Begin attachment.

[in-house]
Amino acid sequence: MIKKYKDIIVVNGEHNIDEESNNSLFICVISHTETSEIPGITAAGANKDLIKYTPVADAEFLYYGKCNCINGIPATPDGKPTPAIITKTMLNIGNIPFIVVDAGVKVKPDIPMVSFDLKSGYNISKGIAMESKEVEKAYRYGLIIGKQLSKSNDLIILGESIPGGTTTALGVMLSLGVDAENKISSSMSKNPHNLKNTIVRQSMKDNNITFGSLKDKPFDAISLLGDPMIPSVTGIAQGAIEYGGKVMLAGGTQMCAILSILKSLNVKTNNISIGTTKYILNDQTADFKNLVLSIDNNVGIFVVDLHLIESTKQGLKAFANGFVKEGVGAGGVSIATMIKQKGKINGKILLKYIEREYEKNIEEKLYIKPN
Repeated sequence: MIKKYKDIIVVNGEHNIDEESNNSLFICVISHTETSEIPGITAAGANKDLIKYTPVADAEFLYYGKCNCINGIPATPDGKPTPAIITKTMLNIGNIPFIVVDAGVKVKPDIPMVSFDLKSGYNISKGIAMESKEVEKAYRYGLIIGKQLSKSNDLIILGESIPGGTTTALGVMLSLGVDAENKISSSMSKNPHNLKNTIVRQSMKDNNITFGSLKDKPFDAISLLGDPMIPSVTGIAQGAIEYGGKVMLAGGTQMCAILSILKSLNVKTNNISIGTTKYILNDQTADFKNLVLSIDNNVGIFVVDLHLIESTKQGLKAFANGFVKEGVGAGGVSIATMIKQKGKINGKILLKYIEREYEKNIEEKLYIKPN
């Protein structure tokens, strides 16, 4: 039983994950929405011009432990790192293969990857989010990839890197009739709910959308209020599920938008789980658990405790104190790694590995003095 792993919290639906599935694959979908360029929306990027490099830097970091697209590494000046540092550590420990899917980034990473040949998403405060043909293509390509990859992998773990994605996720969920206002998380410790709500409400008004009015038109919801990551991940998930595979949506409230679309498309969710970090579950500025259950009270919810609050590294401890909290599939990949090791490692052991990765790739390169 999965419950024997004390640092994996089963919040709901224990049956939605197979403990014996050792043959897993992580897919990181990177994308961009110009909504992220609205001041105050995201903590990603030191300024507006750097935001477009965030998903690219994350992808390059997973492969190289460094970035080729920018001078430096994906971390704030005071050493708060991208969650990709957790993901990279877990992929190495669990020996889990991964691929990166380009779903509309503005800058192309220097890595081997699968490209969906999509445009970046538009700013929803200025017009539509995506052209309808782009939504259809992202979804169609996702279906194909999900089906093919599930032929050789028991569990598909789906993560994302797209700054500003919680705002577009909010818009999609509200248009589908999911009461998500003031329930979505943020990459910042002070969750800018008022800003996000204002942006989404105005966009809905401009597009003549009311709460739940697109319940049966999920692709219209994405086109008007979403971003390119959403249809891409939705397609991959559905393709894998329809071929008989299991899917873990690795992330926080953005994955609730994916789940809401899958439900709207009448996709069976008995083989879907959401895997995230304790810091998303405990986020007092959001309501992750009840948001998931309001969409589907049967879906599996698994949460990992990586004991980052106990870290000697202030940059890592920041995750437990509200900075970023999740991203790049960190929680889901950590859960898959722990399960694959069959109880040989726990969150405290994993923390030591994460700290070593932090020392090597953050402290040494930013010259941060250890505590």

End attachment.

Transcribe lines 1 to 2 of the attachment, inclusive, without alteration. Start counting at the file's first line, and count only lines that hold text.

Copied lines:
[in-house]
Amino acid sequence: MIKKYKDIIVVNGEHNIDEESNNSLFICVISHTETSEIPGITAAGANKDLIKYTPVADAEFLYYGKCNCINGIPATPDGKPTPAIITKTMLNIGNIPFIVVDAGVKVKPDIPMVSFDLKSGYNISKGIAMESKEVEKAYRYGLIIGKQLSKSNDLIILGESIPGGTTTALGVMLSLGVDAENKISSSMSKNPHNLKNTIVRQSMKDNNITFGSLKDKPFDAISLLGDPMIPSVTGIAQGAIEYGGKVMLAGGTQMCAILSILKSLNVKTNNISIGTTKYILNDQTADFKNLVLSIDNNVGIFVVDLHLIESTKQGLKAFANGFVKEGVGAGGVSIATMIKQKGKINGKILLKYIEREYEKNIEEKLYIKPN